While celebrating her daughter’s 21st birthday at Moriarty’s Irish Pub & Restaurant in Center City Philadelphia, Lisa McGovern was captivated by the decor. From the dated photographs lining the walls, to the antique mugs and trinkets haphazardly filling the tiny remaining spaces, the sight got her artistic juices flowing.
Always equipped with her trusty camera, the Levittown native and Neshaminy alum snapped a shot of various-sized glasses crammed upside down on a ceiling-hung rack. Once home, she set to work creating a pastel portrait, using the photo as reference.
Currently, McGovern’s view of the quaint city bar can be seen by art lovers everywhere as part of the 53rd annual “Art of the State” juried exhibition. McGovern is one of 109 finalists selected from 1,901 entries and 680 artists hailing from across Pennsylvania.
Although this is McGovern’s second time participating in “Art of the State,” landing a finalist spot in 2015 for her portrayal of Philadelphia’s Chinatown, the 2020 experience will be a bit different. Five years ago, she had the pleasure of traveling to The State Museum in Harrisburg for a special awards ceremony.
“They usually put you in this huge auditorium and they have this big screen on the stage so you can see your artwork larger than life with all the other artists,” she reflected.
But this year, since the museum remains closed due to the COVID-19 pandemic, winners will be announced via Facebook and Twitter on Sunday, Sept. 13, at 2 p.m., during a pre-recorded ceremony. Additionally, a 360-degree virtual exhibit is available online, allowing visitors to “walk through” the 6,000-square-foot gallery and see the works featured in the 2020 exhibit.
More than $7,000 in cash awards will be presented, including a first prize of $500, second prize of $300 and third prize of $200 in each of five categories. The State Museum will also select one of the pieces of art for its permanent collection.
Despite not being able to visit the museum this year, McGovern is thrilled to have her creation chosen for such a prestigious exhibit. She has worked locally over the last 20 years to hone her talents, joining Artists of Bristol on the Delaware and having several pieces included in the group’s exhibit at Lower Bucks Hospital. McGovern took a number of workshops from artist Bob Seufert in Fairless Hills, and is also a member of the Bristol Photographers Club.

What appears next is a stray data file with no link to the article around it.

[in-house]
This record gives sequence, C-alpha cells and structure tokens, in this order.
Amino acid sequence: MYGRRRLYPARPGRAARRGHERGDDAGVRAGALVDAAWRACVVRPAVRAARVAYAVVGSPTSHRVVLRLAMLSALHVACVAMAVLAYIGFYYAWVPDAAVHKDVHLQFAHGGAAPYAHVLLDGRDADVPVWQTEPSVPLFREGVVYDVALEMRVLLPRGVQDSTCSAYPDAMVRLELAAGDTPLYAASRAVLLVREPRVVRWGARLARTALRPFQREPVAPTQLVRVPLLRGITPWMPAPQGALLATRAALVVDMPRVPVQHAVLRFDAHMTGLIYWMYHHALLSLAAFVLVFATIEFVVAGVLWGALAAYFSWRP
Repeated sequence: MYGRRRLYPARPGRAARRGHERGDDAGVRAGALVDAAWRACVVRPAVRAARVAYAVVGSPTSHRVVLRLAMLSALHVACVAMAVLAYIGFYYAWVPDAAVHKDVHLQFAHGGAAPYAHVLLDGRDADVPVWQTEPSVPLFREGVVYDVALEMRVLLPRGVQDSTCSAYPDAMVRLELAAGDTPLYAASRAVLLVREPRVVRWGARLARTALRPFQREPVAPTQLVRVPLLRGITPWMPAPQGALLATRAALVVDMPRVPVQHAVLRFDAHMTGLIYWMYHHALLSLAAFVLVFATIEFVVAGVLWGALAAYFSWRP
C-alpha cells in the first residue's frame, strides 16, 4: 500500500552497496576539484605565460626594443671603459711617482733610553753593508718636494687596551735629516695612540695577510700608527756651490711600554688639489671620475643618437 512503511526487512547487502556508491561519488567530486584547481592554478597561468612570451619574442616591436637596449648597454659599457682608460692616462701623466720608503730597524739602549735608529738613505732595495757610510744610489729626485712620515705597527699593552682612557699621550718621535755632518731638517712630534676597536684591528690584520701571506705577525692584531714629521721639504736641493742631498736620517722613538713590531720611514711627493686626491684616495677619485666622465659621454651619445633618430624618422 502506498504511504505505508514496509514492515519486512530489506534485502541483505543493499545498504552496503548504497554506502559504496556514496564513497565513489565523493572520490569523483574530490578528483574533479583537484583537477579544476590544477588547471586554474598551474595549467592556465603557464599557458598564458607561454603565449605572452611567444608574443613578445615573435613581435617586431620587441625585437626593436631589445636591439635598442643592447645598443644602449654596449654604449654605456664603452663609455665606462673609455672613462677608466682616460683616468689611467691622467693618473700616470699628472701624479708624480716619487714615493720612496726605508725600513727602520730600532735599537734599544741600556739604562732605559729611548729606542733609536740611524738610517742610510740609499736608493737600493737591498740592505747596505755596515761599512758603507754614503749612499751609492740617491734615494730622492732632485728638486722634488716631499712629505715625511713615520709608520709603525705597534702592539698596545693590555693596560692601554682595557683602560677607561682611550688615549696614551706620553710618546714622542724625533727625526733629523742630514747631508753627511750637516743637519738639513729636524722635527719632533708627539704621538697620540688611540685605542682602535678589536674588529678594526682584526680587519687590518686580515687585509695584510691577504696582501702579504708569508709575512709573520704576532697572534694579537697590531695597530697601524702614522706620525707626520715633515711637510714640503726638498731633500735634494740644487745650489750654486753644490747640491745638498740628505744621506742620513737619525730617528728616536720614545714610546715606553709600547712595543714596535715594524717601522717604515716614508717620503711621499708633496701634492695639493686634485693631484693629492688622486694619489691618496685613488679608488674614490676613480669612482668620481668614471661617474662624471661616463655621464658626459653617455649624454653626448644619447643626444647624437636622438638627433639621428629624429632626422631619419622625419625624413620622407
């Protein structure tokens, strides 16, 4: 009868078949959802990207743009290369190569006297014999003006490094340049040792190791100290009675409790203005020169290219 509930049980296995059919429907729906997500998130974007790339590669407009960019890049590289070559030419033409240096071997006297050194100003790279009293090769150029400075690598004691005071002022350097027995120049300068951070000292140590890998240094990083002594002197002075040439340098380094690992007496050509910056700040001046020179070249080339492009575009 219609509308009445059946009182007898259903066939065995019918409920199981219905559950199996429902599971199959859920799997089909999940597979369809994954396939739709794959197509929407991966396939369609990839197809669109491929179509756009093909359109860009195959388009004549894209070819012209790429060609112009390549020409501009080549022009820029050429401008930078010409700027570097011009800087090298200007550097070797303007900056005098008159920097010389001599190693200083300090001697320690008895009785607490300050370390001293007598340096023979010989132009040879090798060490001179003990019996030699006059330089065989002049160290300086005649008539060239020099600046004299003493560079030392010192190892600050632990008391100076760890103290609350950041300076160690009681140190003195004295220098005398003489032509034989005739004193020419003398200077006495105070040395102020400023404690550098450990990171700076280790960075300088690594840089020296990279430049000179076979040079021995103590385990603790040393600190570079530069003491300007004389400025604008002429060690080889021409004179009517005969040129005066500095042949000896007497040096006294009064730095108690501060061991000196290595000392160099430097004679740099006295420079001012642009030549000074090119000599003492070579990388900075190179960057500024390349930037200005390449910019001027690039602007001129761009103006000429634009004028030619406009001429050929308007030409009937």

McGovern is simultaneously a professional freelance graphic designer and fine artist, and combines both worlds when painting in pastels. Her subjects primarily include favorite local sights, such as Dairy Delite Ice Cream Shop in Levittown, Philadelphia sports teams and mascots, and the Ben Franklin Bridge.
“I am inspired by [Pierre-Auguste] Renoir’s style to impressionistically paint celebrations of hometown icons or where people gather to experience life. Placing my canvas upside down at my easel, I use gestured strokes of lines, textured shapes and bold colors to keep my compositions conceptual or loose,” she said. “This lessens the pressure of any artistic perfection, which allows the pastel to fall closer to the bottom edge instead of falling and staining the entire paper on its way down. But once my final adjustments are made to the canvas turned right side up, it is fascinating and always satisfying of how this technique evolves into my finished work.”
There are a few rules involved in McGovern’s creative process. Rule No. 1? All of her paintings must have rich, dark areas.
“I am obsessed with trying to define what total blackness can be,” she said. “My solution is to saturate and build upon layers of blacks blended with deep blues, greens, purples and oranges until the pastel refuses to stick to my paper anymore.”
As for Rule No. 2, there shall be no finger smearing of color.
“Oils from my hands don’t get into the pastels,” she explained. “Tactile paper selection is just as important when applying pastels. You may even see untouched textured paper peeking from underneath my work, and that’s OK. Why drown the paper’s beauty?”
In addition to “Art of the State,” McGovern’s paintings will appear in a slew of other exhibitions. Her depiction of Boathouse Row was chosen for a virtual show at City Hall for the Philadelphia Corporation of Aging, which showcases the work of artists 55 and over; and a Niagara Falls piece was selected by Artists of Yardley for its ninth annual Juried Show, which will take place in person Oct. 23.
Moving forward, McGovern will continue to explore her home of Bucks County, all the while photographing new and exciting spots as inspiration for her next painting.
“It’s so beautiful,” she said of the county. “And I think a lot of people appreciate that because they can relate to it, especially the icons.”
Samantha Bambino can be reached at firstname.lastname@example.org